In an exclusive interview with Earth.Org, Prof. Cindy Lam at the Department of Ocean Science at The Hong Kong University of Science and Technology (HKUST), who has a research interest in marine chemical ecology, larval biology and marine conservation, explains the environmental impacts of shoreline reclamation in Hong Kong and possible solutions to protect Hong Kong’s marine ecosystems.
Hong Kong is a coastal city with over 260 islands. More land is needed to support the high population density and rapid urban development, and shoreline reclamation is one way to obtain more land in the city.
Earth.Org interviewed Professor Cindy Lam Ka Sin, who focuses on marine conservation and ocean science at HKUST, and talked about environmental problems brought about by shoreline reclamation, its threats to marine animals in Hong Kong and potential solutions to increase land space with minimal impact on the ocean.
Q: What are the environmental impacts of shoreline reclamation on Hong Kong?
A: Shoreline reclamation may change natural coastlines and reduce biodiversity in coastal habitats. Since pollutant sediments sink to the seafloor, the reclamation may re-suspend the sediments and reduce visibility in seawater, and also re-suspend chemical pollutants (both organic and inorganic). Increasing water turbidity may block sunlight and prevent vegetation from undergoing photosynthesis while fish may be suffocated as sediments block their gills and reduce gaseous exchange. Methyl mercury (an organic pollutant) may be re-suspended in water which then enters into zooplankton and small fish by direct contact through skin and filtering water in gills. Due to its chemical properties, this will increase the toxicity in the marine food web.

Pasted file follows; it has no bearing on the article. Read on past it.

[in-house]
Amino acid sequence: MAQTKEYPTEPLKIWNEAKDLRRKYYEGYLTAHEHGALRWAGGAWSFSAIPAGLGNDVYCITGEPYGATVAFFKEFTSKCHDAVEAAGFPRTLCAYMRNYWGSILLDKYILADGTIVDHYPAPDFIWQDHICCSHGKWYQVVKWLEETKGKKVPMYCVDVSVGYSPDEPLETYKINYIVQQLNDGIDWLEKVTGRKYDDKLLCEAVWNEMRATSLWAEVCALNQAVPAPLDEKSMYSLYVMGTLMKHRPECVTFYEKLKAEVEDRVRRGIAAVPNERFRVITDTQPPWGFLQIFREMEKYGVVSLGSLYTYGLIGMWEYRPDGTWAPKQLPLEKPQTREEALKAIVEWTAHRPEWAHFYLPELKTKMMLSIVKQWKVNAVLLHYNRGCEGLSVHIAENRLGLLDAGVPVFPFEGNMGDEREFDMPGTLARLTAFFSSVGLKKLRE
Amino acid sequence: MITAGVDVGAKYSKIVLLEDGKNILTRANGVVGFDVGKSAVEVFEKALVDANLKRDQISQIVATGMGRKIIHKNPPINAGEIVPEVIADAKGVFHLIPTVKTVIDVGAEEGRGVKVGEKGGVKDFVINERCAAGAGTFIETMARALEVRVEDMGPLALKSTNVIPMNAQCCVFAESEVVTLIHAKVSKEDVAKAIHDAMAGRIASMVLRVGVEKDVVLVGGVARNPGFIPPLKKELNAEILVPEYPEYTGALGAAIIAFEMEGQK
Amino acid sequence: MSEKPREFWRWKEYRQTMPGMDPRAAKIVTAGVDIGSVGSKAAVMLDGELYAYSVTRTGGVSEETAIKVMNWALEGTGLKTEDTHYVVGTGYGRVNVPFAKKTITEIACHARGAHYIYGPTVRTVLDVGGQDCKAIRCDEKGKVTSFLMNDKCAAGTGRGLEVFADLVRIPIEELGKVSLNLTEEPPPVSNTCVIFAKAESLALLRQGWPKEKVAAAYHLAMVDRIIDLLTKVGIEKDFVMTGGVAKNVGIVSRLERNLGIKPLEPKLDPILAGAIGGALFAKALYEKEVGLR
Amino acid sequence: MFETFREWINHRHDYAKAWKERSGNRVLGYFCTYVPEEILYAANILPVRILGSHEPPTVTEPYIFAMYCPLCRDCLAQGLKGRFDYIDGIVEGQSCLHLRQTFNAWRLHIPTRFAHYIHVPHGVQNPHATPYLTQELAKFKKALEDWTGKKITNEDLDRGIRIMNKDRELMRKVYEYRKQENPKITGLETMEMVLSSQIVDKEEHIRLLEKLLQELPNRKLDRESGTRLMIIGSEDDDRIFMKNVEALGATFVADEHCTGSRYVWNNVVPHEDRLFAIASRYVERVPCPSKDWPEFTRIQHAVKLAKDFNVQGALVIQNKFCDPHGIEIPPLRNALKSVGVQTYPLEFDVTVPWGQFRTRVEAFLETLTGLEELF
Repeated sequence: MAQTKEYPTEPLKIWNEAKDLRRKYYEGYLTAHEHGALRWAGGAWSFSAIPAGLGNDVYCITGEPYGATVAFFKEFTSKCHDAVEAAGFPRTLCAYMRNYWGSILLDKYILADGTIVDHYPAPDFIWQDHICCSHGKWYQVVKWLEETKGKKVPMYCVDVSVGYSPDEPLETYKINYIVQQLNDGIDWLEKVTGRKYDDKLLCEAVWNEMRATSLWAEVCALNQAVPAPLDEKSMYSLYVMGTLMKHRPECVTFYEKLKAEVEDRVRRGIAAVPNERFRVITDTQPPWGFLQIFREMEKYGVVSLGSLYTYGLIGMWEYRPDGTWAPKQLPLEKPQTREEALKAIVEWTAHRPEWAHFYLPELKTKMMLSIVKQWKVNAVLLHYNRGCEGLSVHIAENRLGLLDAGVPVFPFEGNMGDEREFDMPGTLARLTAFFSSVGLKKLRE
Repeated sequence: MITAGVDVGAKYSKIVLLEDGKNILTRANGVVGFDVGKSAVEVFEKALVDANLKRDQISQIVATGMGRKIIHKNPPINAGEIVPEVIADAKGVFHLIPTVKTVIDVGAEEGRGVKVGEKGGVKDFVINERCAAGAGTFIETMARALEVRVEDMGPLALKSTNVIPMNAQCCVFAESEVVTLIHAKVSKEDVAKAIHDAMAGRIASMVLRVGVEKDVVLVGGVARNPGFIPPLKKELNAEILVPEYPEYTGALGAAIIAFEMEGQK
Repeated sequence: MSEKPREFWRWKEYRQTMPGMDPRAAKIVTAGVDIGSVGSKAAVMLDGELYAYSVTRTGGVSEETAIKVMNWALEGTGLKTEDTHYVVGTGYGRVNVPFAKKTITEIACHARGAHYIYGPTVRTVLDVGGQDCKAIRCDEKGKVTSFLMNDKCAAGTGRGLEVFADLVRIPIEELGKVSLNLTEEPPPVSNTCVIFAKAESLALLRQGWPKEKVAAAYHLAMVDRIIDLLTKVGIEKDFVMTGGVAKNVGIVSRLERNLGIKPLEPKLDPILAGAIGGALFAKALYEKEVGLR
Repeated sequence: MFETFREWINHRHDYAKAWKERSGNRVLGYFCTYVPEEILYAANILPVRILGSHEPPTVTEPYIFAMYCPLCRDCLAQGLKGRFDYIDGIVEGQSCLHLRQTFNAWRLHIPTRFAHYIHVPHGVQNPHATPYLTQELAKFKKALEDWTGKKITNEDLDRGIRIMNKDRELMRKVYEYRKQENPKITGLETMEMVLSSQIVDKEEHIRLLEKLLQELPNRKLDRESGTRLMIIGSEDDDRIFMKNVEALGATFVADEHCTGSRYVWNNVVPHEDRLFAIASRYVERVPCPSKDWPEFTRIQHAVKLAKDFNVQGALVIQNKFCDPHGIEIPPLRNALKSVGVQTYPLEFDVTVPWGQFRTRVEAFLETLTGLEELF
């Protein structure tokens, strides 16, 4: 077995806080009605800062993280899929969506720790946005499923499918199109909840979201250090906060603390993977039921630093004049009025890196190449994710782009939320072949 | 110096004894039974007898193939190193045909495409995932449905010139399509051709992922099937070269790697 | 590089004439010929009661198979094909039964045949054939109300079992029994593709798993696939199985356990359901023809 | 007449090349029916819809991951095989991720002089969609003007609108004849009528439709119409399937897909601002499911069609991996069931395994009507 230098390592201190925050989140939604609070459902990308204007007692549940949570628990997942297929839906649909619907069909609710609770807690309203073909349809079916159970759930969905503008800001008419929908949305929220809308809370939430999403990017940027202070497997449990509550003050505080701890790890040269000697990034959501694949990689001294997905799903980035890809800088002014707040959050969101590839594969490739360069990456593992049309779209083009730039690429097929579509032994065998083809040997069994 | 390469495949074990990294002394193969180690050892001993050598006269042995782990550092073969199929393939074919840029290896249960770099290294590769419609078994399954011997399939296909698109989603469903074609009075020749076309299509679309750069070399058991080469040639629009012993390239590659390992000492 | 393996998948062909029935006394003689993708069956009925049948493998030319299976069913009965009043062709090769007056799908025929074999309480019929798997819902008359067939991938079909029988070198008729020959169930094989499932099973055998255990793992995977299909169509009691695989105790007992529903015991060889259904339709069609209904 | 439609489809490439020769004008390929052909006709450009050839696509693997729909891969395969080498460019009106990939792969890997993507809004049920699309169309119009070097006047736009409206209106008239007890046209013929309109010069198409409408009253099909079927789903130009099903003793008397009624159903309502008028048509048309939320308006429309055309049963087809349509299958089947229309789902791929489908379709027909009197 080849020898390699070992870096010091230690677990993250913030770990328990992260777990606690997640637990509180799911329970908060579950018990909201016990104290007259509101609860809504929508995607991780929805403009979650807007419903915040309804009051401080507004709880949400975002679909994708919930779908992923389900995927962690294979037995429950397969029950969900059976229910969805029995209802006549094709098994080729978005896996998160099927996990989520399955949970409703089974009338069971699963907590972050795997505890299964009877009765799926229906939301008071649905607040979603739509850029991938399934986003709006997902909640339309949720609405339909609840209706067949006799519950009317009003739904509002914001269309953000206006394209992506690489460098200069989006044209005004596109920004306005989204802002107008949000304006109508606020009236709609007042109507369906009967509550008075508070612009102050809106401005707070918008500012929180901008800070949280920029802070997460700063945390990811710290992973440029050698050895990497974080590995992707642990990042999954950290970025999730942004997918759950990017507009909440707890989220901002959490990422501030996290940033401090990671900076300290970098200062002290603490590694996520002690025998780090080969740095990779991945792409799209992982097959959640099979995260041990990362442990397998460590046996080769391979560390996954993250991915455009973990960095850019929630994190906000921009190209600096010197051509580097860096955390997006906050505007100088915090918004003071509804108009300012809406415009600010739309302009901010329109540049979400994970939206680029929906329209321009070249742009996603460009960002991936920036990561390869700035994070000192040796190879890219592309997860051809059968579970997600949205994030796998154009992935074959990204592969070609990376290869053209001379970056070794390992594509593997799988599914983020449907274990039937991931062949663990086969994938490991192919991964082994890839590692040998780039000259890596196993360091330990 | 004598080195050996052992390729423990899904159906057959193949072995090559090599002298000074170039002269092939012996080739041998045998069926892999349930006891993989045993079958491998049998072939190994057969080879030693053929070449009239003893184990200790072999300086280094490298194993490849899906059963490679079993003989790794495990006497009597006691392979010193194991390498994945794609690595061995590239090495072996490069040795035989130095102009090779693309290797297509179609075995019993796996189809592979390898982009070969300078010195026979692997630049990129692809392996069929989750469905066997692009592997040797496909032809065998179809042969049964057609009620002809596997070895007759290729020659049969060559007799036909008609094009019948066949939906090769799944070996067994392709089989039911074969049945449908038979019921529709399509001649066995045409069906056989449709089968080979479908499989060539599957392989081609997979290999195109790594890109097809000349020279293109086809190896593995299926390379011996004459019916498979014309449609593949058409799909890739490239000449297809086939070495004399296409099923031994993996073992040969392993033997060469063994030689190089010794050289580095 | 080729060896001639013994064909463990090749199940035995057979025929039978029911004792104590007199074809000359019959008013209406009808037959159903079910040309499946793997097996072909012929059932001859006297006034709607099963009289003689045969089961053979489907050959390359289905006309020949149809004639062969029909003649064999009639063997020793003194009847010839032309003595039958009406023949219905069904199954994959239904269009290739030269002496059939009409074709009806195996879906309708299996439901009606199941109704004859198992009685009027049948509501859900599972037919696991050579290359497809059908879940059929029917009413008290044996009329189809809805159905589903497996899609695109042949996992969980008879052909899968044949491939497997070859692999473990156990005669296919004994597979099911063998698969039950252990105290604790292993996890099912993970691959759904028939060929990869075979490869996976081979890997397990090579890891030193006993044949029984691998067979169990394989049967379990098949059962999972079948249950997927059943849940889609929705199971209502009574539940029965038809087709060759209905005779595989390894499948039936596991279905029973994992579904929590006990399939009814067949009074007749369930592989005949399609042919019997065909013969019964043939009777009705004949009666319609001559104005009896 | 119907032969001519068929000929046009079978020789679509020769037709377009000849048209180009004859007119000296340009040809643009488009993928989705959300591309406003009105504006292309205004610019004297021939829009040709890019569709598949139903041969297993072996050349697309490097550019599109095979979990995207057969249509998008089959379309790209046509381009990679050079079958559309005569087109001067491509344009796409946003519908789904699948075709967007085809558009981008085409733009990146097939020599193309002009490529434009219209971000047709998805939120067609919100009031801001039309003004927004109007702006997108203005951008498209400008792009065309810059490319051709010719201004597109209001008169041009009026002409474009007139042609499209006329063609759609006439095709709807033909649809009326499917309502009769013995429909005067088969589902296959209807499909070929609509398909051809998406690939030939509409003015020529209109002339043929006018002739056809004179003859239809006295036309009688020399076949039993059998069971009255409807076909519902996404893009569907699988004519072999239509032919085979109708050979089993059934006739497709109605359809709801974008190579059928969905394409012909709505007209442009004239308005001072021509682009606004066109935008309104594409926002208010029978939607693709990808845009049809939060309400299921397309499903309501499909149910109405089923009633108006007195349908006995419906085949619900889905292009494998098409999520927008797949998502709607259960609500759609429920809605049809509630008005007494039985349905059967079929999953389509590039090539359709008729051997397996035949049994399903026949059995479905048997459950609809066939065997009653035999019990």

Q: Are there any special or iconic local marine species in Hong Kong that are threatened by shoreline reclamation?
A: Adult horseshoe crabs lay their eggs in mudflats during breeding season. Juvenile horseshoe crabs span some years living on mudflats before returning to the sea.
Another example is the Chinese White Dolphin. Due to the airport being built in Chek Lap Kok and development in Tung Chung, the number of Chinese White Dolphins in Hong Kong waters has dropped to a historic low of 32 individuals, a decline of 30% in 2019 compared to data released in the previous year, according to the 2019 Marine Mammal Monitoring Report issued by the Agriculture, Fisheries and Conservation Department (AFCD).
Q: Other than shoreline reclamation, are there any other human activities that threaten marine ecosystems?
A: ‘Mercy release’ is still a common practice in Hong Kong, whereby religious people purchase non-native marine species for release. For example, Sabah Giant Grouper, a hybrid species of the tiger and giant grouper, was originally crossbred in laboratories to reduce overfishing of wild groupers for food. Some religious people buy this inexpensive species from markets and release them into the water, holding the belief that this practice could create good karma and bring good fortune in their life. Unfortunately, this rapidly-growing carnivorous fish could be invading Hong Kong waters, competing for resources with native marine species and polluting the native gene pool of the local ecosystem. Public education needs to be improved in these areas.